On September 3 2017, the Israeli Government published for the first time a multi-year plan specifying 147 infrastructure projects, each having an estimated cost of at least ILS100 million ($30 million), which various offices of the government intend to pursue between 2017 and 2021, having a total value of ILS116 billion. The plan states that a majority of the projects described therein were already approved by the government or the applicable authority. The majority of these projects are in the transportation sector and include large-scale PPP projects such as the Tel Aviv Light Rail Green Line (ILS20 billion) and the Purple Line (ILS8.6 billion), the Jerusalem Light Rail Green Line (ILS8.5 billion), Fast Lanes for Road 2 and for Road 20, and the new Road 16 to Jerusalem.
In the energy sector, in December 2017, principles of a major reform initiative were agreed between the government and the Israel Electric Corporation (IEC). These include the sale of six power plants with a total capacity of about 2,000 MW to private investors and a green light for the IEC to develop two more gas based power plants in coming years. In the PV sector, there is a PPP project for the manufacturing of up to 500 MW, alongside other quotas available in the field of renewable energy (see Section 3.3).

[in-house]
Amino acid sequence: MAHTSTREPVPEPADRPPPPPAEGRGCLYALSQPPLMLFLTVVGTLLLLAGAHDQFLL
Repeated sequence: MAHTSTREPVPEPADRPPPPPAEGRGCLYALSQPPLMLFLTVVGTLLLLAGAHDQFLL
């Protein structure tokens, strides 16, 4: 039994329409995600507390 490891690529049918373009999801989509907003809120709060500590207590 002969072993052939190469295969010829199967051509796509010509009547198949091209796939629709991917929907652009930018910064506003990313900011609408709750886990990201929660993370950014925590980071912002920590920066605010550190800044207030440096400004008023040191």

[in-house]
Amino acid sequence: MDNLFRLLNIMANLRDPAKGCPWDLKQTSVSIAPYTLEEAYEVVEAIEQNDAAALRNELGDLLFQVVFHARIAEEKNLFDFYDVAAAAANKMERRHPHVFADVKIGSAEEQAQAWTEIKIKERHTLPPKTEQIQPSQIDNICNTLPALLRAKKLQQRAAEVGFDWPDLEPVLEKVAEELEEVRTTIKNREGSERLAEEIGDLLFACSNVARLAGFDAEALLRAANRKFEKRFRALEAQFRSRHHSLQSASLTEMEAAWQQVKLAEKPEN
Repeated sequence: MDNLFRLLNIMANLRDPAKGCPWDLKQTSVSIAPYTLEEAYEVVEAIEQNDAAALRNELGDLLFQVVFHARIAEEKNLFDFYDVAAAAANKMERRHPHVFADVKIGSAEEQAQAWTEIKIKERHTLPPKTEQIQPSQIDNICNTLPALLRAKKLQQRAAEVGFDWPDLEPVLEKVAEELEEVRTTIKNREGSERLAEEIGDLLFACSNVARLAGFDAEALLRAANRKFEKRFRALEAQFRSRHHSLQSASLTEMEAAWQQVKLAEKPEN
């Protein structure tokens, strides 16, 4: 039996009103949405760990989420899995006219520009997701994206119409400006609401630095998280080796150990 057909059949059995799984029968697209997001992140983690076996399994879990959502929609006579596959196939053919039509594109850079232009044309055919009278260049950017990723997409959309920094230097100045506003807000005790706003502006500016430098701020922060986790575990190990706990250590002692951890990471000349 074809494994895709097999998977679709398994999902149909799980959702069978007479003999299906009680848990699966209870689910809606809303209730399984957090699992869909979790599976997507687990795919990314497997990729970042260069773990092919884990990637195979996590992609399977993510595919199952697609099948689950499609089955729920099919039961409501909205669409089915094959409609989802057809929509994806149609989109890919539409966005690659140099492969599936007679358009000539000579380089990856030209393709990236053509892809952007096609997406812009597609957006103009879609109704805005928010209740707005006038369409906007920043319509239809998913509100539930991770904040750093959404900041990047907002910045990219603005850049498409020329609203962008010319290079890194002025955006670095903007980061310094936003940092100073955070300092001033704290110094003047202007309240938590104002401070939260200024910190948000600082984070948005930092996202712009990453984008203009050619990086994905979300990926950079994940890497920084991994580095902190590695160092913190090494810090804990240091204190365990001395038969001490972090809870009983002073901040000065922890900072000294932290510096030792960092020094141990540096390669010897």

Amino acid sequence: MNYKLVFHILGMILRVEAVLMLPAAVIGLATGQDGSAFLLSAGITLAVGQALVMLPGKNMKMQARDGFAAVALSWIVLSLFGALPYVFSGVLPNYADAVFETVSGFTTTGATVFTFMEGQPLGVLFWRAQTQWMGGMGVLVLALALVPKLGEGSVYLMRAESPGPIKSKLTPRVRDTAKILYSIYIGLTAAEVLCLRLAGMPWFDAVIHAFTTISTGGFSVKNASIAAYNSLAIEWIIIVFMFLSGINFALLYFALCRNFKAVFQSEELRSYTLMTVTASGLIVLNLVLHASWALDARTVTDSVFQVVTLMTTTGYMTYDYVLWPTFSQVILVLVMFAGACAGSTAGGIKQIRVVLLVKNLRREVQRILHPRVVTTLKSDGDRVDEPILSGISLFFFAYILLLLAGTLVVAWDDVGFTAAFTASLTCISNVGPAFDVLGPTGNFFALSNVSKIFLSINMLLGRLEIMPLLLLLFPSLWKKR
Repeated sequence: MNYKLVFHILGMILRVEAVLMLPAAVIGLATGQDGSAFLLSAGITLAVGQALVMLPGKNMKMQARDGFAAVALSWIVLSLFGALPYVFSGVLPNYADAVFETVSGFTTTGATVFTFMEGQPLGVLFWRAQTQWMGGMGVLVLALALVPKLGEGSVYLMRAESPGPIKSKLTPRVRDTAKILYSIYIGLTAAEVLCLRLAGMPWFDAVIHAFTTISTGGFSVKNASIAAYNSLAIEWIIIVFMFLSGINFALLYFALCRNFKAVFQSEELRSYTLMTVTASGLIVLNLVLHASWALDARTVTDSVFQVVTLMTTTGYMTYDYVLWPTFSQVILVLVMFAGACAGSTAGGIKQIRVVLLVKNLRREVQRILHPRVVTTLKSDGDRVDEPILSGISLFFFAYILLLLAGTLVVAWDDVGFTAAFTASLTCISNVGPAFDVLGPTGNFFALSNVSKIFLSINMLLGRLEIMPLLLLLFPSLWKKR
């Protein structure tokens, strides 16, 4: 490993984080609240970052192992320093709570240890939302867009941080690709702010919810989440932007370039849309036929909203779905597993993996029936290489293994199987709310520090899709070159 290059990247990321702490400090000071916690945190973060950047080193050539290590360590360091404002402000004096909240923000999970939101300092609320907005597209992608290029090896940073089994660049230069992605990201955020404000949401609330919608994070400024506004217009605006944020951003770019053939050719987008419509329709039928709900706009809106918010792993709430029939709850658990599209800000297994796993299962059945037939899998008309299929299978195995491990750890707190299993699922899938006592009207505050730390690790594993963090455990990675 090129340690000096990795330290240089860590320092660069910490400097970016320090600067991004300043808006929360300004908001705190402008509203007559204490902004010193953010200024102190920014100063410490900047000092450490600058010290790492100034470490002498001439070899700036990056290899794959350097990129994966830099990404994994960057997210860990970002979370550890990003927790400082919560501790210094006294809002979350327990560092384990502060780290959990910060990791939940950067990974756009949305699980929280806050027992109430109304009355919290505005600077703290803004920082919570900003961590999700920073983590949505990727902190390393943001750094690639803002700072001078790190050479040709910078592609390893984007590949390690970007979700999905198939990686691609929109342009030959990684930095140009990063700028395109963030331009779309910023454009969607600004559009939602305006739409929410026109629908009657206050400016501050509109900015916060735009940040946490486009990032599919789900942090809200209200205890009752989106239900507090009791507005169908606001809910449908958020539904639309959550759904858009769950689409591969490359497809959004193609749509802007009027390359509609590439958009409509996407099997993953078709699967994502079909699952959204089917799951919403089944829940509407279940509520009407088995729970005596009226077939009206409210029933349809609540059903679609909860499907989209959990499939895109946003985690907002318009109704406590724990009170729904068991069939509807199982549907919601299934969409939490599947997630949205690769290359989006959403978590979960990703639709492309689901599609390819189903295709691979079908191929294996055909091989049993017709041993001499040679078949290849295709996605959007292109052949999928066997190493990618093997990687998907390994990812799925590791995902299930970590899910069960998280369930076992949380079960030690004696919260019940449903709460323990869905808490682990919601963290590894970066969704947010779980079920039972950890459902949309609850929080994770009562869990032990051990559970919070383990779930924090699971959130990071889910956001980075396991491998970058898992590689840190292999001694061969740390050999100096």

SECTION 2: Transaction structures
2.1 Please review some recent notable transactions involving your market and outline any interesting aspects in their structures.
Financial close of many PFI projects initiated by the government in the last two years has taken place in 2017 (including two new large-scale governmental office complexes in Jerusalem). In the energy field, the second pumped storage power plant (300 MW) has secured finance under a project finance scheme. In addition, the two largest PV power plants in Israel (120 MW and 60 MW) have each secured the financing required for their execution. The first hospital in Israel implemented under a PPP framework commenced its commercial operation. Additional medium-scale renewable energy projects, residential PPP projects and conventional power plant projects also secured finance in the past year.